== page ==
The common-rail injection system hits 2,900 psi. The aluminum-alloy head has a central injector and high-tumble intake ports, with an integrated, water-cooled exhaust manifold. The block itself is formed in a low pressure sand-cast system, with cast-in iron liners; the bore is 84 mm and the stroke is 90 mm, so the engine displaces 1995cc (1.995 liters). The cylinder bores have gallery-mounted oil cooling jets for lower piston temperatures and higher durability. Select-fit main and rod bearings cut clearances, and floating piston pins have a diamond-like coating. Sodium-filled exhaust valves and plasma-coated rings round out the durability measures.
The engine takes five quarts of oil and just 3.4 quarts of coolant, versus the V6 with six quarts of oil and nearly 10 quarts of coolant. Even the 2.4 takes 5.5 quarts of oil and 7 quarts of coolant.
The spark plugs are in the center of the cam cover for easy replacement. The cams are chain-driven, with an inverted-tooth chain drive; cams are assembled using hollow shafts (saving 3.5 pounds each), and have polished journals. END OF TECHNICAL STUFF.
We originally thought the 3.6 liter engine would replace the Cherokee’s 3.2 liter; it’s the only FCA car to use the 3.2, after all. The 3.2 does continue, though, no doubt annoying Manufacturing, which has to supply special heads, cams, and such for just one vehicle. The V6 has a variable-displacement oil pump to cut parasitic losses.
We were told that the base 2.4 liter four-cylinder would be dropped; but it remains, having dropped a little weight. The intake was changed for lower noise and vibration. This engine is only available with front drive or Active Drive I.
The Chrysler 948TE nine-speed transmission, now dubbed TorqueFlite, will continue with new software for better drivability.
The Active Drive I system (available on the Latitude, Latitude Plus, Limited, and Overland), is a completely new design; the automatic rear drive module is nearly 17 pounds lighter and has cut low-speed system drag torque by 50%. The system does not require any driver intervention or feedback, delivers yaw correction during dynamic events, and improves during both understeer and oversteer conditions.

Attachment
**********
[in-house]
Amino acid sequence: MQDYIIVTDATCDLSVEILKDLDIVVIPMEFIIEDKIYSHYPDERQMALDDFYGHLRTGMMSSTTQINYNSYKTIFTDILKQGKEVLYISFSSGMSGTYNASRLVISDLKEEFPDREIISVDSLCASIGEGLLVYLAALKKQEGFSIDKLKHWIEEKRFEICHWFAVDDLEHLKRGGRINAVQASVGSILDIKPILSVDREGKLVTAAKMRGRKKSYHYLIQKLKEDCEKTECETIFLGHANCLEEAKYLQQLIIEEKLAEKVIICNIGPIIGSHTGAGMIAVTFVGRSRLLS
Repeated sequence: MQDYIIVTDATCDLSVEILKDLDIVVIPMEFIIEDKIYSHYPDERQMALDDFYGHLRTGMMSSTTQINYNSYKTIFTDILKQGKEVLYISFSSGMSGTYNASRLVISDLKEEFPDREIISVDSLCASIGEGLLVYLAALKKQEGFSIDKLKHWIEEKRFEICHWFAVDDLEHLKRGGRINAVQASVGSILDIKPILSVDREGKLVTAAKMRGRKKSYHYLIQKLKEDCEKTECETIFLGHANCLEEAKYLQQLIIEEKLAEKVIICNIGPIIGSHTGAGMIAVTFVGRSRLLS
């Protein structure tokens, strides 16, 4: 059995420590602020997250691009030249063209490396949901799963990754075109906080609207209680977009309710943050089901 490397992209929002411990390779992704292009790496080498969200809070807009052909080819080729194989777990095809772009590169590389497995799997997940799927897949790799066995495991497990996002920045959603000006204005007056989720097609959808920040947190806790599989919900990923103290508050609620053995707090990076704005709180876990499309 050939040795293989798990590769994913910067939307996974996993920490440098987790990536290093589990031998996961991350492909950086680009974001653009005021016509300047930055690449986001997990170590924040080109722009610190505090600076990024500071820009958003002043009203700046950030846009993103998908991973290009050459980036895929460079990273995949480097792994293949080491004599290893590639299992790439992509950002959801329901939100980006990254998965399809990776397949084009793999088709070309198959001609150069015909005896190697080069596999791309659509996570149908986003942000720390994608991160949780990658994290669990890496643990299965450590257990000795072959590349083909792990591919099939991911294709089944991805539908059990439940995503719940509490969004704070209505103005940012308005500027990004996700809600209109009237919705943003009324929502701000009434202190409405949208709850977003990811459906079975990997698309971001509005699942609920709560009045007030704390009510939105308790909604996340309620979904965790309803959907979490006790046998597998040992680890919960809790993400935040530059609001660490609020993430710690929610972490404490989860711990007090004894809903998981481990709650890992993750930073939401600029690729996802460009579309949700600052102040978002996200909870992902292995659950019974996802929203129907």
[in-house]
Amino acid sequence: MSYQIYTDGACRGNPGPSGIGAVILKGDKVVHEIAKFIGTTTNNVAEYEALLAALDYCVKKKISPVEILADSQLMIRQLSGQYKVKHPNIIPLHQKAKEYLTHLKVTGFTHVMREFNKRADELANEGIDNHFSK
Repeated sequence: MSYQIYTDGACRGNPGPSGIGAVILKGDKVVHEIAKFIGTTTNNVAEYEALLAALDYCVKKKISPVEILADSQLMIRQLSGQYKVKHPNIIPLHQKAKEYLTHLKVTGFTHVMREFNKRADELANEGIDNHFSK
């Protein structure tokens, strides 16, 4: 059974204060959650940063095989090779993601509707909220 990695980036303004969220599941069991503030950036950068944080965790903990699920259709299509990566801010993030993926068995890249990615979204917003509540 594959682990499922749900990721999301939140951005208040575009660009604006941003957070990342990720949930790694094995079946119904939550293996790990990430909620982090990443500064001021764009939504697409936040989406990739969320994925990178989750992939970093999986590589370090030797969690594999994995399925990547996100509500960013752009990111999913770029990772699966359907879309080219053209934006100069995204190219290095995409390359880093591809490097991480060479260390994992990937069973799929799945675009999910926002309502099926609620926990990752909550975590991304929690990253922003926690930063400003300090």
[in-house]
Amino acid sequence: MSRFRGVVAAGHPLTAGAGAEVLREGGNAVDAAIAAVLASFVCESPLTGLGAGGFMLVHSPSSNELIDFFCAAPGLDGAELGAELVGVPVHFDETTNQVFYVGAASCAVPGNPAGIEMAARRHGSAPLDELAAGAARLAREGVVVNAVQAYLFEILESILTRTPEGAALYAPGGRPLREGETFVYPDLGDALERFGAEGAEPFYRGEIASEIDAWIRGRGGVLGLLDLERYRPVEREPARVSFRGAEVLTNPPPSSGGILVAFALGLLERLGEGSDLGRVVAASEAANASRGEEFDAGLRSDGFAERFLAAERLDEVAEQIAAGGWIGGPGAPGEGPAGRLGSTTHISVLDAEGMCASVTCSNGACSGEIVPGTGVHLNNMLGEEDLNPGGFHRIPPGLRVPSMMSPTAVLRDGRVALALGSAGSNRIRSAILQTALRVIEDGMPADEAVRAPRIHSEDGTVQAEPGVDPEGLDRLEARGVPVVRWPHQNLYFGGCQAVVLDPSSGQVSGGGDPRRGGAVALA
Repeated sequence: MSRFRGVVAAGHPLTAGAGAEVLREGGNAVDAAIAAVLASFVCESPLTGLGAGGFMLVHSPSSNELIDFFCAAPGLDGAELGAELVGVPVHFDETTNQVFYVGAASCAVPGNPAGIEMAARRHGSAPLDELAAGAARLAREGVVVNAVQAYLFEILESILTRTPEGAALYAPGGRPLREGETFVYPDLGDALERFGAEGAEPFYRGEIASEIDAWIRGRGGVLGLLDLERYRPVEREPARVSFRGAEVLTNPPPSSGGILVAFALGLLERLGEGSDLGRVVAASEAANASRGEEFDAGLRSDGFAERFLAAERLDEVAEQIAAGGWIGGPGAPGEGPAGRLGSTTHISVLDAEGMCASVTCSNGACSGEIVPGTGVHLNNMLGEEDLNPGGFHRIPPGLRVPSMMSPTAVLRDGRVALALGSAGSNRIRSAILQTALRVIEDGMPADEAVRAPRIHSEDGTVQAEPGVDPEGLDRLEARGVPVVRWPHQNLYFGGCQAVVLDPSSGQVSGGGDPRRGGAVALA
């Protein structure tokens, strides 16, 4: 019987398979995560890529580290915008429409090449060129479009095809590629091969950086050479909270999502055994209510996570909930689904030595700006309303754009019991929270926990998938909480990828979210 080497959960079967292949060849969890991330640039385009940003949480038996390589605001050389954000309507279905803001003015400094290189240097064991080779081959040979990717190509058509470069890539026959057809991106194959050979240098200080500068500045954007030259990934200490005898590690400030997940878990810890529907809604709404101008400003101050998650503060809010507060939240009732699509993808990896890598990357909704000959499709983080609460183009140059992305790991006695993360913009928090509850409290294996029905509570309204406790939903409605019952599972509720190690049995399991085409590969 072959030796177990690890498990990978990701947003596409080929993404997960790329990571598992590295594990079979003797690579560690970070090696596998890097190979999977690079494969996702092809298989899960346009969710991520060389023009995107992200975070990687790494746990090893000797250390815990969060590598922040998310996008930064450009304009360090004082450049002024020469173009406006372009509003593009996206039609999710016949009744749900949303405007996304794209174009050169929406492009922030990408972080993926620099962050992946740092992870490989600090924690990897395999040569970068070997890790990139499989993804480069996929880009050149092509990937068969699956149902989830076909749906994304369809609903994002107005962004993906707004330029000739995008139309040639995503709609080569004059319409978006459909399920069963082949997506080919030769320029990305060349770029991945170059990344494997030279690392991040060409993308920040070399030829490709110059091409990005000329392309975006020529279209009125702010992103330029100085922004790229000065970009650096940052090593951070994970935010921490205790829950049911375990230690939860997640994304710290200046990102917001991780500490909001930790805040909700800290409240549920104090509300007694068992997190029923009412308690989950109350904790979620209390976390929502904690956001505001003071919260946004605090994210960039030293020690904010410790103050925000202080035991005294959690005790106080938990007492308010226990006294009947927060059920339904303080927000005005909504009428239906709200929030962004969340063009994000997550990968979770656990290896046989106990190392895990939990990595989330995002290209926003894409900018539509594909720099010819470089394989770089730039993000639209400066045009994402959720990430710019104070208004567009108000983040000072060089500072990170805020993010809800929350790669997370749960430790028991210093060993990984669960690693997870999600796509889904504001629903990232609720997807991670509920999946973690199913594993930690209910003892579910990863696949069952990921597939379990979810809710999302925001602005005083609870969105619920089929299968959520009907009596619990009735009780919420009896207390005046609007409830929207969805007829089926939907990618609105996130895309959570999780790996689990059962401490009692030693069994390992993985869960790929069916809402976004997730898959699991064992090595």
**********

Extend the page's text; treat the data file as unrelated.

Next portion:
Active Drive II, which provides a 2.92 low gear, continues. The crawl ratio with the turbo is 51.2:1; with the V6, 48.3:1. This system has a neutral position for towing with all four wheels on the ground. Jeep Active Drive Lock, used only on Trailhawk and standard on that model, continues as well.
To further separate the Cherokee from the Compass, all buyers will get LED headlights — for both high and low beams (the 2017-18 Cherokee had standard HIDs on all but the Sport model).
A rumored Trailhawk Elite, not mentioned by Jeep in their official materials, will provide off-roaders with more gizmos and gadgets, including the hands-free power liftgate, memory mirrors and radio (so two drivers can each have their settings automatically applied), heated steering wheel and front seats, ventilated front seats, garage door opener, remote starter, alarm, and electric wiper de-icer — a feature whose helpfulness on icy mornings is hard to understate.